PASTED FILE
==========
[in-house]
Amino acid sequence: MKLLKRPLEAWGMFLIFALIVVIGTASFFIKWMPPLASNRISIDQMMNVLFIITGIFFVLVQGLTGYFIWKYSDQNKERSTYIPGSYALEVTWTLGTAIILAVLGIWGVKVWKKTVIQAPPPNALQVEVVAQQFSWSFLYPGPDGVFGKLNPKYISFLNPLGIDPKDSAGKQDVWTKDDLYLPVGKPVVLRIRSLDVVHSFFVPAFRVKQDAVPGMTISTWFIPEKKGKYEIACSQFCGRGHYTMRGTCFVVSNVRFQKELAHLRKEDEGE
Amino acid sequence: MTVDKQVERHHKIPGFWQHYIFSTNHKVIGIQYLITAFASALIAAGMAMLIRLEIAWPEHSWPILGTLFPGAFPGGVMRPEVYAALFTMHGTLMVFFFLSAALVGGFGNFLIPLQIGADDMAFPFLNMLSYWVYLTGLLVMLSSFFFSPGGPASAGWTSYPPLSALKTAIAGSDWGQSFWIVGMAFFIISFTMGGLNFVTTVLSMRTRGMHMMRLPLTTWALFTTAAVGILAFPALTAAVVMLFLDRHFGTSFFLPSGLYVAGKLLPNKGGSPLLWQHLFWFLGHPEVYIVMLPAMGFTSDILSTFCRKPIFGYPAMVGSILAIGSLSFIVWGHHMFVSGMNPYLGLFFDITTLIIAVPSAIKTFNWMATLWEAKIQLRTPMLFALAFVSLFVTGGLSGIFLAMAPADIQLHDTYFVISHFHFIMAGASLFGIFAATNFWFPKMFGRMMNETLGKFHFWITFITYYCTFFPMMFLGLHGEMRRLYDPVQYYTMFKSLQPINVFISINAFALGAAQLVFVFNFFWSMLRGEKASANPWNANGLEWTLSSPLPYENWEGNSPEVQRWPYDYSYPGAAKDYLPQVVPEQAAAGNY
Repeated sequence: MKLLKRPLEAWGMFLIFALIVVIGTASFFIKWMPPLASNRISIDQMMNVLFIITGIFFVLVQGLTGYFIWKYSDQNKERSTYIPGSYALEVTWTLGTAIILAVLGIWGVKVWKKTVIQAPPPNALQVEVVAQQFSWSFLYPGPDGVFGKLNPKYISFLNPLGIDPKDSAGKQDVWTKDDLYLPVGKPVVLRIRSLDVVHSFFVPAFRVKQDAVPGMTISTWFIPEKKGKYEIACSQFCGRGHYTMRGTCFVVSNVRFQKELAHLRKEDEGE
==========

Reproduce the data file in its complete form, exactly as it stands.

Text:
[in-house]
Amino acid sequence: MKLLKRPLEAWGMFLIFALIVVIGTASFFIKWMPPLASNRISIDQMMNVLFIITGIFFVLVQGLTGYFIWKYSDQNKERSTYIPGSYALEVTWTLGTAIILAVLGIWGVKVWKKTVIQAPPPNALQVEVVAQQFSWSFLYPGPDGVFGKLNPKYISFLNPLGIDPKDSAGKQDVWTKDDLYLPVGKPVVLRIRSLDVVHSFFVPAFRVKQDAVPGMTISTWFIPEKKGKYEIACSQFCGRGHYTMRGTCFVVSNVRFQKELAHLRKEDEGE
Amino acid sequence: MTVDKQVERHHKIPGFWQHYIFSTNHKVIGIQYLITAFASALIAAGMAMLIRLEIAWPEHSWPILGTLFPGAFPGGVMRPEVYAALFTMHGTLMVFFFLSAALVGGFGNFLIPLQIGADDMAFPFLNMLSYWVYLTGLLVMLSSFFFSPGGPASAGWTSYPPLSALKTAIAGSDWGQSFWIVGMAFFIISFTMGGLNFVTTVLSMRTRGMHMMRLPLTTWALFTTAAVGILAFPALTAAVVMLFLDRHFGTSFFLPSGLYVAGKLLPNKGGSPLLWQHLFWFLGHPEVYIVMLPAMGFTSDILSTFCRKPIFGYPAMVGSILAIGSLSFIVWGHHMFVSGMNPYLGLFFDITTLIIAVPSAIKTFNWMATLWEAKIQLRTPMLFALAFVSLFVTGGLSGIFLAMAPADIQLHDTYFVISHFHFIMAGASLFGIFAATNFWFPKMFGRMMNETLGKFHFWITFITYYCTFFPMMFLGLHGEMRRLYDPVQYYTMFKSLQPINVFISINAFALGAAQLVFVFNFFWSMLRGEKASANPWNANGLEWTLSSPLPYENWEGNSPEVQRWPYDYSYPGAAKDYLPQVVPEQAAAGNY
Repeated sequence: MKLLKRPLEAWGMFLIFALIVVIGTASFFIKWMPPLASNRISIDQMMNVLFIITGIFFVLVQGLTGYFIWKYSDQNKERSTYIPGSYALEVTWTLGTAIILAVLGIWGVKVWKKTVIQAPPPNALQVEVVAQQFSWSFLYPGPDGVFGKLNPKYISFLNPLGIDPKDSAGKQDVWTKDDLYLPVGKPVVLRIRSLDVVHSFFVPAFRVKQDAVPGMTISTWFIPEKKGKYEIACSQFCGRGHYTMRGTCFVVSNVRFQKELAHLRKEDEGE